Now, they were seated at the table. The woman – Eithne was her name – had nibbled on a digestive. But Michael had eaten a good few of the bis- cuits and downed the tea. She was a nurse in Roscommon; he’d been in and out of hospitals enough to know the kind she was. He’d taken against her from the start because the first thing she’d done when she’d come in was go over to the window above the sink and look out and declare that if she were living here she’d knock out that wall and put in those French windows. The view, she said, was only fabulous.

They’d each had a good look around the room by now, in the country way, and would have taken in the piles of old newspapers, the bits and scraps from the shop and pub long ago, the cardboard boxes full of God knows what. Take me as you find me: that had always been his motto, and he was hardly going to change now.

They’d brought a box of After Eights – always a sign of meanness, he’d learnt over the years. He’d ignored it when she’d put the box down on the table, just to let them know it was nothing to get excited about. He might be able to pass it onto someone again, come Christmastime.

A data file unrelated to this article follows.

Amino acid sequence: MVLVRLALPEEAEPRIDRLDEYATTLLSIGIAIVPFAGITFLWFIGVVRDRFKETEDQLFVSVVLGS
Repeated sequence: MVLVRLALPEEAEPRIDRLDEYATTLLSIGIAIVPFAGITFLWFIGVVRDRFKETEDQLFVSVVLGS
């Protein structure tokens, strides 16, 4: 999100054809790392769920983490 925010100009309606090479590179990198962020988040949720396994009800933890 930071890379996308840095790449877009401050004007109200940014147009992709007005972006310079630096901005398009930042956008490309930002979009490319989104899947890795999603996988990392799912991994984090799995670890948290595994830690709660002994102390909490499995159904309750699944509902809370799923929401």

After the usual chat about the weather and the time it had taken them to get to the island, Michael said, ‘Well, you know what’s brought us.’

‘You said on the phone.’  page97image14048

‘We just thought we’d have a look,’ Eithne said.
‘You’ve come far enough, anyway,’ he said.
‘Well, it was worth it for the view, if nothing else,’ she said, smiling.

‘Hold on a minute, so, and I’ll get it’, he said and he got up and went over and opened the door and went into the room, closing the door behind him. This had always been the good room, but over the years the cardboard boxes and tea chests, and the piles of clothes had taken over; the light from the Sacred Heart lamp had got dimmer and dimmer beneath its coating of dust. He made his way to the sideboard, opened the centre door and took out the cardboard box. He’d only been in last night, checking it was still where he’d thought it was. He could hear the two talking in low voices in the kitchen. He’d left the stick in the bedroom – he didn’t want them think- ing he was a cripple – and he had to steady himself against the jamb before he opened the door again.

They stopped talking as soon as he stepped back into the kitchen and turned and watched him carry the box towards the table. Michael cleared some of the dishes away to make space.